Seroincidence for HCV was very high from 2006 to 2008 in the years after the implementation of harm reduction programs (30.3 per 100 person-years) and not significantly different from the years immediately preceding introduction of harm reduction services. Although the persistently high incidence of HCV may partially be attributed to harm reduction programs with less than ideal efficacy, low participation in needle exchange (∼9%) and MMT (∼30%) strongly suggests that low coverage rather than inherent programmatic flaws may have been the preponderant reason why HCV incidence did not significantly decline after harm reduction services were introduced. To optimize program effectiveness, future studies should investigate reasons for the low uptake of needle exchange and MMT among Chinese IDUs. In addition, HIV and HBV incidence alone may not be a sufficient indicator for evaluating the effectiveness of harm reduction programs because HCV infections are found to be very high among Chinese IDUs.20–22
This is also the first study in China to evaluate syphilis seroincidence in a prospective cohort study of IDUs. Among Xichang IDUs, seroincidence of syphilis infection was high both before and after implementation of IDU harm reduction programs, and no significant changes over time were detected. This is further echoed by the relatively high and unchanged prevalence of unprotected sex after harm reduction interventions were introduced. The high syphilis incidence rate suggests that large numbers of IDUs engaged in risky sexual practices and may have transmitted HIV/sexually transmitted diseases (STD) to others. Ulcerative STDs like syphilis are of particular concern because they have been found to increase the likelihood of HIV seroconversion by 2 to 5 times.23–25 Comprehensive prevention programs should consider simultaneously addressing risks of both drug use and sexual behavior.
Although it is generally believed that IDUs are difficult to retain in a prospective cohort study, we observed a relatively high retention rate among IDUs in Xichang city. This may have been partly because of retention strategies designed to increase the follow-up retention rate and minimize potential selection bias. For example, all participants were asked to provide at least 2 different means of contacting them. Study staff then reminded participants of their follow-up appointments 2 to 3 weeks in advance of the appointment date and would make personal home and street visits if necessary. Additional details about the cohort retention plan have been described elsewhere.10 The retention rate after 24 months of follow-up was 75.7% in cohort 2002–2004 and increased to 83.8% in cohort 2006–2008 (P < 0.01). Based on our previous study, we found that ethnicity and appearing at the 6-month follow-up visit were associated with retention at 12 months.10 Despite efforts to maximize retention, 81 and 61 participants were still lost to follow-up in cohorts 2002–2004 and 2006–2008, respectively. Reasons for loss to follow-up among the 2002–2004 and 2006–2008 cohorts included death (38.2% and 21.3%), moving out of the area (28.9% and 34.4%), wrong contact information (18.5% and 27.9%), and in jail or detoxification because of drug use (6.0% and 3.3%). Among those who died during the study period, 71% and 38% of deaths were attributed to illicit drug overdose in cohorts 2002–2004 and 2006–2008, respectively.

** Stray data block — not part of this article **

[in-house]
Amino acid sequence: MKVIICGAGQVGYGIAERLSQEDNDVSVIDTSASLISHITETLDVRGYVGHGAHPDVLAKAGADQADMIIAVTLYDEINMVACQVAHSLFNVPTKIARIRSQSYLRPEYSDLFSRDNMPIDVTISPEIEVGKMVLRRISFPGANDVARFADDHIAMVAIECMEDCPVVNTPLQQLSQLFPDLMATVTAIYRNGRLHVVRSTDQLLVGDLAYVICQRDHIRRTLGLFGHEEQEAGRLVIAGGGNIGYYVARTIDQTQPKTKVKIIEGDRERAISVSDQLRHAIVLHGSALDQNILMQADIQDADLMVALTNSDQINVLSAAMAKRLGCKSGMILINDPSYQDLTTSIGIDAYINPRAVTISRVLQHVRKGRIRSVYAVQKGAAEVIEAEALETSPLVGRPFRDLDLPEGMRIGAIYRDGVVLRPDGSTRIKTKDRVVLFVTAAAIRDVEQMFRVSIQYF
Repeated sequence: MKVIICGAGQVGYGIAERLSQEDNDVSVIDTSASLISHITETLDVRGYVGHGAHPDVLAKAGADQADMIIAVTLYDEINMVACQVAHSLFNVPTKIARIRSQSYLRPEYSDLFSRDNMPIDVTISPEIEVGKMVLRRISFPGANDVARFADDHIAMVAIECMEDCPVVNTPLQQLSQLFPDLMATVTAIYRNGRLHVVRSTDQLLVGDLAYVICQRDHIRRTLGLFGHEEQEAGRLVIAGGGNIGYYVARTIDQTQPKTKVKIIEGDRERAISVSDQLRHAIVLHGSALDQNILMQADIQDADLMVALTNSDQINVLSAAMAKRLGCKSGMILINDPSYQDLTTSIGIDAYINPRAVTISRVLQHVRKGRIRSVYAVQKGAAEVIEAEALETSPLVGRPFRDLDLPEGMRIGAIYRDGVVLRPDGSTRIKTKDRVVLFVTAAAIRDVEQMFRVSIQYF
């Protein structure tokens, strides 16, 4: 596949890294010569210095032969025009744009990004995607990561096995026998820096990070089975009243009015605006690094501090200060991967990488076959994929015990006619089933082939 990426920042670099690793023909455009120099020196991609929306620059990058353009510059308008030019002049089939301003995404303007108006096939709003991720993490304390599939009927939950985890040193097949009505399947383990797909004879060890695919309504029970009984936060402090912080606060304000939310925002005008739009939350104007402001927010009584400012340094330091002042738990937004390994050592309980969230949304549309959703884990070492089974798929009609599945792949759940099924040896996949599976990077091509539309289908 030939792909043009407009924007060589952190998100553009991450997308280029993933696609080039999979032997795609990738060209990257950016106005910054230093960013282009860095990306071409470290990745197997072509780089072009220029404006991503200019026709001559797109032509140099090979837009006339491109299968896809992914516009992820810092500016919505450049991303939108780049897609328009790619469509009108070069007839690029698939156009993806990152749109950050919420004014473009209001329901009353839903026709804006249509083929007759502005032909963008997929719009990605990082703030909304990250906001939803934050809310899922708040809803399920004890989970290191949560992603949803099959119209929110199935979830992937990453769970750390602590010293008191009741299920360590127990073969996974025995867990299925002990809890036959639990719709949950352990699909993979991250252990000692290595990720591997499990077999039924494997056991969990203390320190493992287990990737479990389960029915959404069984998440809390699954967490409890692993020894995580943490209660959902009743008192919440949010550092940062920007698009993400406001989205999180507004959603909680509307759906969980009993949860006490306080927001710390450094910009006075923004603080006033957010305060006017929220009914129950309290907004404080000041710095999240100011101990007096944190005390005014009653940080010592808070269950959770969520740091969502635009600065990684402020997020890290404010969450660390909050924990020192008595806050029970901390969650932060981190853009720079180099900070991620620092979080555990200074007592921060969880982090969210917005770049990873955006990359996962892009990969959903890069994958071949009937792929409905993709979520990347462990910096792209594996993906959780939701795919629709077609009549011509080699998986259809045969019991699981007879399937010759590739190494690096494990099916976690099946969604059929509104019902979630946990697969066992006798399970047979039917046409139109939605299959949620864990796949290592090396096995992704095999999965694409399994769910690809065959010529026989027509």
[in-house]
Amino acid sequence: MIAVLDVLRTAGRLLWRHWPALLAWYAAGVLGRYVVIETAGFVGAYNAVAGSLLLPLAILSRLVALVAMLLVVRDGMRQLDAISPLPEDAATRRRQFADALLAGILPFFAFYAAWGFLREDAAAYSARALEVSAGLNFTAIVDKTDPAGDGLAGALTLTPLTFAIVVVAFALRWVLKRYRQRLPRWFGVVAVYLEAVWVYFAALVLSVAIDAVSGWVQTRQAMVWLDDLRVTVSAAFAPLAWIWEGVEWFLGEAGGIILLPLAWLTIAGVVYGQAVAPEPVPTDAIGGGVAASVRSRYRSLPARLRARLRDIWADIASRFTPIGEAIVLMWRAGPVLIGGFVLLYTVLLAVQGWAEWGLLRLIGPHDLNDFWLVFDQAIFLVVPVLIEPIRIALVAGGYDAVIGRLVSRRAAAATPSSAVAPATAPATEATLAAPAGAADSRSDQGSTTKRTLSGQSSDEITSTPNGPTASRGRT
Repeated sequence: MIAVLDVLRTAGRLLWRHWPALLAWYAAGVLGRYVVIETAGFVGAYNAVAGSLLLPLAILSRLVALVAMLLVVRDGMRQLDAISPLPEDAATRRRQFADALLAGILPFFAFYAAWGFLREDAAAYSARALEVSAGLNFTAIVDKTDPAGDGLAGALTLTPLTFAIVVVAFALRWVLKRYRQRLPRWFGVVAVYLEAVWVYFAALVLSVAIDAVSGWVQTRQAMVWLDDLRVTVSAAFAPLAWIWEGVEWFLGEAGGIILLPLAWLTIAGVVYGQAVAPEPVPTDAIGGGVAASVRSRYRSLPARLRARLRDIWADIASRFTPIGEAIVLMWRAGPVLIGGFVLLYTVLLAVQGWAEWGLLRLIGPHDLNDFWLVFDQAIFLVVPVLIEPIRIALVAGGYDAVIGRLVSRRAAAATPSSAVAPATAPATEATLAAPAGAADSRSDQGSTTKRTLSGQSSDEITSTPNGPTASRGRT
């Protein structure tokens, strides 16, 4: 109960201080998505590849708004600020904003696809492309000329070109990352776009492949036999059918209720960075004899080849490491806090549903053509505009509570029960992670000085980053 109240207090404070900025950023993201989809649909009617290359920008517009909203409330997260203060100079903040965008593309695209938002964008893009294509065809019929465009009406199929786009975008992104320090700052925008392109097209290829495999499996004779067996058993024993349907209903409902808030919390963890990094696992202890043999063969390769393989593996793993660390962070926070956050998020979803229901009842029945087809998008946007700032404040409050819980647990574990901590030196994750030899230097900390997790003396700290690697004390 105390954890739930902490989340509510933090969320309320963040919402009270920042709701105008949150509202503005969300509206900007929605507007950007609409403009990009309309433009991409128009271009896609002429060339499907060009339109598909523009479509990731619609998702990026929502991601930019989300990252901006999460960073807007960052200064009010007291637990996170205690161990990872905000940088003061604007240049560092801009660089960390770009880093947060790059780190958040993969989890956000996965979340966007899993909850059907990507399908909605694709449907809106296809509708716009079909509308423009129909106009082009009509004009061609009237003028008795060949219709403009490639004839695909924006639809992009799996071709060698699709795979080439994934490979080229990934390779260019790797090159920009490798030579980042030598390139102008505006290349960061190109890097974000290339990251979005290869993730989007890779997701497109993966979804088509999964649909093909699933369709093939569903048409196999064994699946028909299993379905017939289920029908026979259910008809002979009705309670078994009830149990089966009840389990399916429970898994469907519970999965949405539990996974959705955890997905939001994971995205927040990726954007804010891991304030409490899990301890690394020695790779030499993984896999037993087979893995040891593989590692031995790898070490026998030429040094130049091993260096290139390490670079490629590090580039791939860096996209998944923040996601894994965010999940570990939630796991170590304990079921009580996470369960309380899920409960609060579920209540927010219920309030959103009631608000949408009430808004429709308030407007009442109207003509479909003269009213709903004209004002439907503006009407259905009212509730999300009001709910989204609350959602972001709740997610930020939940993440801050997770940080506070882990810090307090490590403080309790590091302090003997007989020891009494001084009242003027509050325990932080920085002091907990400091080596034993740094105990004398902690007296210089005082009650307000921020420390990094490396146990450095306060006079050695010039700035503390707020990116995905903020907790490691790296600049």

Findings from this study should be interpreted in light of several limitations. First, insufficient statistical power because of small sample sizes may have precluded detection of significant changes in HCV and syphilis incidence density rates over time. Second, although controlled for in multivariate modeling, differences in ethnicity, education, and income between the 2002–2004 and 2006–2008 cohorts suggested the possibility of selection bias that may have led to overestimation of the intervention’s true impact. Third, there was insufficient data about how intensely and consistently participants used harm reduction services throughout the postintervention study period. Moreover, low uptake of MMT and needle-exchange services may have led to an underestimation of the intervention’s true potential measure of effect. Fourth, temporal community-level changes in access to drugs, HIV knowledge or education, and illicit drug enforcement practices may also have impacted seroincidence rates before and after harm reduction interventions were introduced. Fifth, given that 17% of participants in the 2002–2004 cohort accessed MMT services in 2004, exposure misclassification bias in the 2002–2004 cohort may have attenuated the intervention’s true measure of effect for comparisons between the 2002–2004 and 2006–2008 cohorts. Sixth, exclusive reliance upon treponemal diagnostic tests may have biased the incidence and prevalence rates for syphilis. Individuals who recovered from historical treated syphilis would have likely tested positive for syphilis at baseline and therefore been inadvertently excluded from the syphilis incidence rate calculation. Assuming that rates of incident syphilis infection are higher among those who have been previously infected, this may have led to an underestimation of the true syphilis incidence rate. Also, baseline prevalence of syphilis infection may have been inflated because the treponemal tests administered at baseline screening did not distinguish between those with current untreated syphilis and those who recovered from historical treated syphilis. In the absence of clinical examinations, the treponemal tests also may not have been able to detect early cases of primary syphilis. Finally, because reasons for loss to follow-up varied slightly between the 2002–2004 and 2006–2008 cohorts, incidence rate comparisons should be interpreted with caution.26,27
Data from this study demonstrate that harm reduction strategies may be an effective means of reducing the spread of certain blood-borne infectious diseases and STDs among high-risk IDUs in southwest China. However, most study participants were unaware of, unwilling to use, or unable to access current harm reduction services. Considering its wide geographic variability, China requires additional scientific data for understanding how harm reduction programs can be successfully implemented to reduce transmission of HIV, HCV, HBV, and syphilis. This study underscores the need for academic, government, and community organizations to urgently mobilize and address the serious public health issues related to IDUs in China.